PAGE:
Let’s think about how documentation has changed over the years in the home health and hospice industry. Many of us remember a one page flow sheet with a small narrative on back where we described exactly what we did in that visit and how the patient/caregiver responded to teaching. We documented things that weren’t “normal” for the patient. Today, our documentation looks a whole lot different and the question is what we gained.
What We Gained:
Access to a whole lot of information is the answer. The introduction to the electronic medical record allows easy access to vast amounts of information at our fingertips. Nurses and therapists can access scanned in documents from the hospital and see all the data from any previous visits. The changes to the care plan can be made immediately and physician’s orders are generated from the visits. There is no waiting to get back to the office to handwrite an order that was taken. You don’t have to wait and fax something off to the doc when you have direct access in software. Supervisors write direct messages to staff about visits while they are being made. These are all positives for use of the technology in providing services.
When More Clinical Documentation Isn’t Better:
Here’s the rub. Now, our care plans are standard. We don’t see a whole lot of variance between those patients who have the same diagnosis. While we would expect some things to mirror each other, there is also a lack of seeing the individuality in the patient’s situation. The same rings true for the documentation. There is so much documentation, that clinicians don’t have the time to truly review previous visits. There is a lot of repeat teaching that results in care plans where specific interventions were never addressed. Meanwhile, we write all goals met on a discharge summary when we never checked to make sure all goals were met. The patient may still need to be discharged, but often we take credit for things not documented.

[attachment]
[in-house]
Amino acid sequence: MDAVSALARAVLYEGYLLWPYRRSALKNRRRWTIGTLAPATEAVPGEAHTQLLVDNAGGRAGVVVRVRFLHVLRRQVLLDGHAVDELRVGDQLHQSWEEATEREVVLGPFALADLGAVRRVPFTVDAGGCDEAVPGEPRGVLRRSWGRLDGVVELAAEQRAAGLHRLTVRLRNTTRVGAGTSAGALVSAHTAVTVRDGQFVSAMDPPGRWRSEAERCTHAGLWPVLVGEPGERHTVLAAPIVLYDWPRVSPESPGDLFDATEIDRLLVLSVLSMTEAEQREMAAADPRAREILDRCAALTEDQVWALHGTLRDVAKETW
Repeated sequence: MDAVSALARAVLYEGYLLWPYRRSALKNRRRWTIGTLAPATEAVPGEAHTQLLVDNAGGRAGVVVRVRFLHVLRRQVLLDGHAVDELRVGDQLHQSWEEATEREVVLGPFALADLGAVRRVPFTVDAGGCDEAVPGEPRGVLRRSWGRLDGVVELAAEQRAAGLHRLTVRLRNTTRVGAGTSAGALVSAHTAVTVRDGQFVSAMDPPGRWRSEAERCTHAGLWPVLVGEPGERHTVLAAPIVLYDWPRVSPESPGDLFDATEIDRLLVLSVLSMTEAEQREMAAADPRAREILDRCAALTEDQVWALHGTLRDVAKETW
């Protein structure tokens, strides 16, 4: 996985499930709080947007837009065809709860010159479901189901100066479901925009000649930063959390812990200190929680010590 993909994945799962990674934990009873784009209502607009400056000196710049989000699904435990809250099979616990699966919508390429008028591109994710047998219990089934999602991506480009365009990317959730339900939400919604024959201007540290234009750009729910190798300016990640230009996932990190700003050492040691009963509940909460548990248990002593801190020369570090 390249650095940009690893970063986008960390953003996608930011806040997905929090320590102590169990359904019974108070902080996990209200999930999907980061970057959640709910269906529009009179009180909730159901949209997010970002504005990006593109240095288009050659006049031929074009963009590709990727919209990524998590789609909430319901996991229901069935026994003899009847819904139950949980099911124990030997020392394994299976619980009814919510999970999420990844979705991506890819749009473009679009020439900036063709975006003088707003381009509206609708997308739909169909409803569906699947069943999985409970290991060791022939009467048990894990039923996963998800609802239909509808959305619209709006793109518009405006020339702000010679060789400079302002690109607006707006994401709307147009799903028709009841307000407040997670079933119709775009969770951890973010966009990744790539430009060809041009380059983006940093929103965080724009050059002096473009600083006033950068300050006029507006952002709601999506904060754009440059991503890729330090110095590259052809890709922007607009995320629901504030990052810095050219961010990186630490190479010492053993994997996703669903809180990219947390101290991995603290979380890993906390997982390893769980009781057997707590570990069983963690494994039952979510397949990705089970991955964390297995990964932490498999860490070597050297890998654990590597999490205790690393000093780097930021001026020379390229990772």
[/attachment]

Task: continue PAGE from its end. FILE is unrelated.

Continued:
We also have seen a decline in the clinical note. The clinical note used to be the meat and potatoes of the visit. Any clinician could easily see what was happening with the patient with a clear and concise clinical note including what the plan for the next visit should be. Now, most items which were part of a clinical note are buried in different sections of the assessment. In our efforts to be more thorough, we are documenting a whole lot more while saying less. It is often so cumbersome, that the meat and potatoes end up missing. If you question this premise, then talk to your MACs about the findings of auditing. How many therapy visits were historically denied prior to PDGM? What nursing visits have 6 pages of documentation without clearly showing the clinical need or skill? The answer is a lot and this is why we see states in Review Choice and high denial rates. It’s because the data shows it just isn’t there. Without streamlining your documentation and making sense of what needs documented and where, you might as well be sitting at a blackjack table.
Let Kenyon Homecare Consulting Help With Documentation:
At Kenyon Homecare Consulting, we focus high quality, patient-centered care. This includes Oasis and documentation training. If you would like to streamline your documentation efforts to improve efficiency and accuracy, call us at 206-721-5091 or contact us online to see how we can help you minimize risk and improve documentation efficiency. Register today for our free webinar February 3rd, Unified Care Planning in 2021 and why it should be your best friend moving forward.